Seventh, Do All Your Prep Work the Day Before
If I learned anything from catering, it’s that every recipe has opportunity for advance prep.
I adapt catering-style prep for Thanksgiving Day by washing and chopping all of the vegetables and then grouping them together by recipe.
For example, if I’m making Brussels sprouts, I’ll chop the sprouts and put them in a gallon size bag with a paper towel to absorb moisture. Inside that bag will also be a smaller bag with shallots and garlic and another bag with chopped bacon.
Tip: Make sure you have plenty of storage bags in different sizes. and those Systema To Go Dressing Cups are fantastic for small quantities of liquids.
Doing this ensures that I know everything is measured and ready for cooking on Thanksgiving day!
Eighth, Set Up Prep Stations
If your family is inclined to help with the cooking, this is an amazing way to make sure that things run smoothly. I first saw the concept over at Pepper Design Blog, and highly recommend you hop on over to get the details.
Ninth, Get the Kids Involved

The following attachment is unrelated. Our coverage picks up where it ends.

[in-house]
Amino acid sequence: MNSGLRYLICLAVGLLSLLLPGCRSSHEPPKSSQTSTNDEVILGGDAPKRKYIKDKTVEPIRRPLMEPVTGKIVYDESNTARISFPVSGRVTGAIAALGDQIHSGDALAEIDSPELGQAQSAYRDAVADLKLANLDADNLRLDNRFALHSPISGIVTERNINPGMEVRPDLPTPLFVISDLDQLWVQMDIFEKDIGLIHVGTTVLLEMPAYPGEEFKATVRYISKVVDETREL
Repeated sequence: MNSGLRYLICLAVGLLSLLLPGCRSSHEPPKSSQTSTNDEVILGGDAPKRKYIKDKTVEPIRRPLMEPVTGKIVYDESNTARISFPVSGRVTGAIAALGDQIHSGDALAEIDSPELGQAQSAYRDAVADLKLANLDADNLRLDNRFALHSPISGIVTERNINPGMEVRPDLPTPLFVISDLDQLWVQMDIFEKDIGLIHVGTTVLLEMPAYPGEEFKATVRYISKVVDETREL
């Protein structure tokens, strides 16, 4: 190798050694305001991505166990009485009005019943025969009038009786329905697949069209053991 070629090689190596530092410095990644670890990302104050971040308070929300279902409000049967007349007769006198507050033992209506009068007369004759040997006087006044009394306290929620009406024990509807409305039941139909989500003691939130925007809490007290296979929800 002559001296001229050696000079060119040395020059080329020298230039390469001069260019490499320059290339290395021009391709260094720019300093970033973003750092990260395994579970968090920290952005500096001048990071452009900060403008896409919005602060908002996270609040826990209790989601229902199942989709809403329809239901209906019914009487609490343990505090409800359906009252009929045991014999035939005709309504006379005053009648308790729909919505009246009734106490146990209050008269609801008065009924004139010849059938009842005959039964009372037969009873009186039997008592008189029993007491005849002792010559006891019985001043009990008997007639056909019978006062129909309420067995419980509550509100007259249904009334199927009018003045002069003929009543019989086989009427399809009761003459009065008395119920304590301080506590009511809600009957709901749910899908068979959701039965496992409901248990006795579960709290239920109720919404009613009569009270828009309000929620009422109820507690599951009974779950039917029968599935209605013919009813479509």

One of my favorite childhood Thanksgiving memories is when my aunt let me make applesauce for Thanksgiving dinner. I was so proud of that simple side dish!
Learn from that and get the kids to help. Most kids over the age of 4 can be useful in one way or another, including:
- Rinsing dishes and putting them in the dishwasher
- Setting plates and utensils on the table
- Helping with simple prep items, like stirring sauces or stuffing mix
Finally, Eat Early
We’ve had years where we felt we had everything in hand early in the day. Food was prepped and cooking, and the house was clean. But by the time dinner was over, the kitchen was a complete disaster again.
And dinner ended so late that the only ones left to get it all cleaned up were me and my Husband.
You can have an amazing Thanksgiving, but staying up late to get everything cleaned is a quick way to ruin it all.
Plan your meal as early as 3 or 4 in the afternoon to ensure that there is plenty of time to get things cleaned up and to spend time with your loved ones before bedtime.
Now, It’s Your Turn
Are you ready to get started planning your Thanksgiving dinner? Grab your free Thanksgiving Day planner and checklist, and get ready for an awesome holiday!
Do you like to eat early or late?
What are your favorite tips for hosting Thanksgiving dinner?